Postdoctoral Research Associate in Biology

Location
New Jersey, United States
Posted
30 Oct 2018
End of advertisement period
30 Dec 2018
Ref
9381
Academic Discipline
Life sciences, Biological Sciences
Contract Type
Fixed Term
Hours
Full Time

Postdoctoral Research Associate position in Molecular Ecology/Environmental DNA (eDNA) Analysis to work with Professor Robert M. Pringle in the Department of Ecology and Evolutionary Biology, Princeton University.

Applications are invited for a Postdoctoral Research Associate position to study species interactions using molecular methods in concert with field data. Research in the Pringle Lab (https://pringle.princeton.edu) addresses fundamental problems in ecology and conservation using multiple complementary approaches. A particular area of interest is the use of DNA metabarcoding to study trophic interactions, often in conjunction with field experiments, animal-movement data, and mathematical models. We are also interested in questions that require population-genetic, epigenetic, phylogenetic, transcriptomic, and other approaches. We are looking for a curious, creative, collaborative, and ambitious scientist with broad interests, a broad skill set, and lateral-thinking ability to join our highly interactive team here at Princeton!

A primary goal of our work is to understand community disassembly and (re)assembly, with an emphasis on megafauna in African ecosystems. How do communities and ecosystems respond to the loss of large herbivores and carnivores, and what are the ecological dynamics associated with restoring these species? We work intensively in Gorongosa National Park, Mozambique, which offers an unparalleled opportunity to study 're-wilding' as it occurs. We also work in other parts of Africa, notably the Mpala Research Centre in Kenya.
 
The following recent publications exemplify the type questions that we are pursuing, and the range of methods that we seek to weave together:
(1) TR Kartzinel et al. 2015. DNA metabarcoding illuminates dietary niche partitioning by large herbivores. PNAS 112:8019-8024.
(2) AT Ford et al. 2014. Large carnivores make savanna tree communities less thorny. Science 346:346-349.
(3) Tarnita CE, et al. 2017. A theoretical foundation for multi-scale regular vegetation patterns. Nature 541:398-401.
(4) Pringle, RM. 2017. Upgrading protected areas to conserve wild biodiversity. Nature 546:91-99.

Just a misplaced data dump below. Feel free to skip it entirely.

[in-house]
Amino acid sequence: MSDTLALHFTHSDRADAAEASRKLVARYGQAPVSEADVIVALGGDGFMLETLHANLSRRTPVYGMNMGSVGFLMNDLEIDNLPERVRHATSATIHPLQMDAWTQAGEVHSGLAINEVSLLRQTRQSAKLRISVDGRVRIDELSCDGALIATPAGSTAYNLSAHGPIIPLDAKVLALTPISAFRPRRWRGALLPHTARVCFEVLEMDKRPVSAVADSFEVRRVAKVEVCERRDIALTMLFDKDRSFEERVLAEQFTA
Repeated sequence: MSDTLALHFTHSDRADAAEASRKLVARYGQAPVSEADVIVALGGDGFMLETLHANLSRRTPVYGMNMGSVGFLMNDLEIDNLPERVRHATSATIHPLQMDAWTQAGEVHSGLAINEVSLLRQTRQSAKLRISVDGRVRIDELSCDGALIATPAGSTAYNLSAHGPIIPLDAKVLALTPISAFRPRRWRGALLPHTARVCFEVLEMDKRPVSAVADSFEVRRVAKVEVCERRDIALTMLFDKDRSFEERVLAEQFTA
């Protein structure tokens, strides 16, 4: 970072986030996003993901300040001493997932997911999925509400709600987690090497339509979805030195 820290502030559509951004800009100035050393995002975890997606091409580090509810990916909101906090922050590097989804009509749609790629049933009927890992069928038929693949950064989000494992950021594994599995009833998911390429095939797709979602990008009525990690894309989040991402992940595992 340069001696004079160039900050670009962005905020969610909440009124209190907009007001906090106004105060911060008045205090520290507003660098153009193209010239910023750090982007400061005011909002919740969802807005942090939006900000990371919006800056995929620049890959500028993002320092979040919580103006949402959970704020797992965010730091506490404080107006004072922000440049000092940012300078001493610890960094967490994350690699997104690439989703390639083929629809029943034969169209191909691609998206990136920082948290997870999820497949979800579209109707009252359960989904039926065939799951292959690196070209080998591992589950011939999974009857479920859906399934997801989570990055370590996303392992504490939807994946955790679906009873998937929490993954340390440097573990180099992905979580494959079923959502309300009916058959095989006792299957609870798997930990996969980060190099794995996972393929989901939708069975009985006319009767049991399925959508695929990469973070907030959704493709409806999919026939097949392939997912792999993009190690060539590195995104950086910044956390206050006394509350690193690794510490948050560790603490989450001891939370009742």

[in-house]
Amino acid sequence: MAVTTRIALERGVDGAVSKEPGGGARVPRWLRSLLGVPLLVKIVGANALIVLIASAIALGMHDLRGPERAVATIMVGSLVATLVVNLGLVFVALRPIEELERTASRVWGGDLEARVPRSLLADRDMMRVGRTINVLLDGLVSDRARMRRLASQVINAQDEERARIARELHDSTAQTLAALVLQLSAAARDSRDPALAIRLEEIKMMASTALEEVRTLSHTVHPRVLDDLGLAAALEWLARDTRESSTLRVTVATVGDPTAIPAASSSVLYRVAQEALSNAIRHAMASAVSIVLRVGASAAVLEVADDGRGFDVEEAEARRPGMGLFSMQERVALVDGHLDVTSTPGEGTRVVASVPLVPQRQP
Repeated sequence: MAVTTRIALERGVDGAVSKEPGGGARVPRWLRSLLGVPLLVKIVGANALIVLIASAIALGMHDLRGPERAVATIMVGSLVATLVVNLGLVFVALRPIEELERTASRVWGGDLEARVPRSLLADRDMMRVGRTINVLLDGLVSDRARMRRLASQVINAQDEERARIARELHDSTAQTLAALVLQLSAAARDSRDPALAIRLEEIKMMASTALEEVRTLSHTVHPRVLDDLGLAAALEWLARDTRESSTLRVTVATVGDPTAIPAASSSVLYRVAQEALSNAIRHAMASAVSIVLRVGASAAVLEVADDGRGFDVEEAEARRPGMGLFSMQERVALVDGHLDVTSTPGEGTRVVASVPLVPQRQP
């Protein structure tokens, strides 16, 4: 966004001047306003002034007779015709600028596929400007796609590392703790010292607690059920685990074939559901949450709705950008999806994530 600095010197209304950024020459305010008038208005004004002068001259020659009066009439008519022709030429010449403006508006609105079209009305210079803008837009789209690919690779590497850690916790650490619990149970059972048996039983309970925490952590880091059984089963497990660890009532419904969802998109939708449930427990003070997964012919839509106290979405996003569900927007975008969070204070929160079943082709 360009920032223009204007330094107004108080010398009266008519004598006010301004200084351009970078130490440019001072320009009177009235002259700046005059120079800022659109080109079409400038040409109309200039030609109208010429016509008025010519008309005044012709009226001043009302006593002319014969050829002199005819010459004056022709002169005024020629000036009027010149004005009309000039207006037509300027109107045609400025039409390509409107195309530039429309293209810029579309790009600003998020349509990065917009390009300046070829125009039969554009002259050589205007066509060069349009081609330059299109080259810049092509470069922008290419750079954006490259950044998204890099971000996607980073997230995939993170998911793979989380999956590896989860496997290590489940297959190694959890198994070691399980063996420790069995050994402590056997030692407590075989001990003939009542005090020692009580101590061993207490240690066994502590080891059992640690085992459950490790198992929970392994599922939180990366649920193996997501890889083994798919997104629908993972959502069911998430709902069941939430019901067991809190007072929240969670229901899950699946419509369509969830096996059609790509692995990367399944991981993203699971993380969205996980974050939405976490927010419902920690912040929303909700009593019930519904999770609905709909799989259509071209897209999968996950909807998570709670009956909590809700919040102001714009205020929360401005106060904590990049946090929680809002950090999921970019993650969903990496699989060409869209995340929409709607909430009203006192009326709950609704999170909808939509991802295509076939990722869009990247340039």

(5) Daskin, JH & RM Pringle. 2018. Warfare and wildlife declines in Africa's protected areas. Nature 553:328-332.
(6) Reese, AT, et al. Microbial nitrogen limitation in the mammalian large intestine. Nature Microbiology in press.

The successful candidate will develop a project that extends or bridges work currently underway, or that charts a new but conceptually related direction. There is scope to work with existing large datasets, and to collect novel data. Beyond Pringle's research group, the successful candidate will have the opportunity to interact with other members of Princeton's EEB Department and with collaborators at other institutions. 
 
Ph.D. required in biology or a related field, and a strong molecular and bioinformatics background is essential. Prior experience with eDNA analysis is desired, but is not essential if the candidate's laboratory background is sufficiently strong in other dimensions.

The appointment is for one year initially, with the possibility of renewal up to three years, based on satisfactory performance and funding. Salary is competitive and commensurate with experience, and benefits are included. This position is available immediately and will be open until filled. This position is subject to the University's background-check policy.
Applicants should apply online at https://www.princeton.edu/acad-positions/position/9381  and include a curriculum vitae, a one page statement of research interests, goals, and experience, and a cover letter with names and contact information of three references.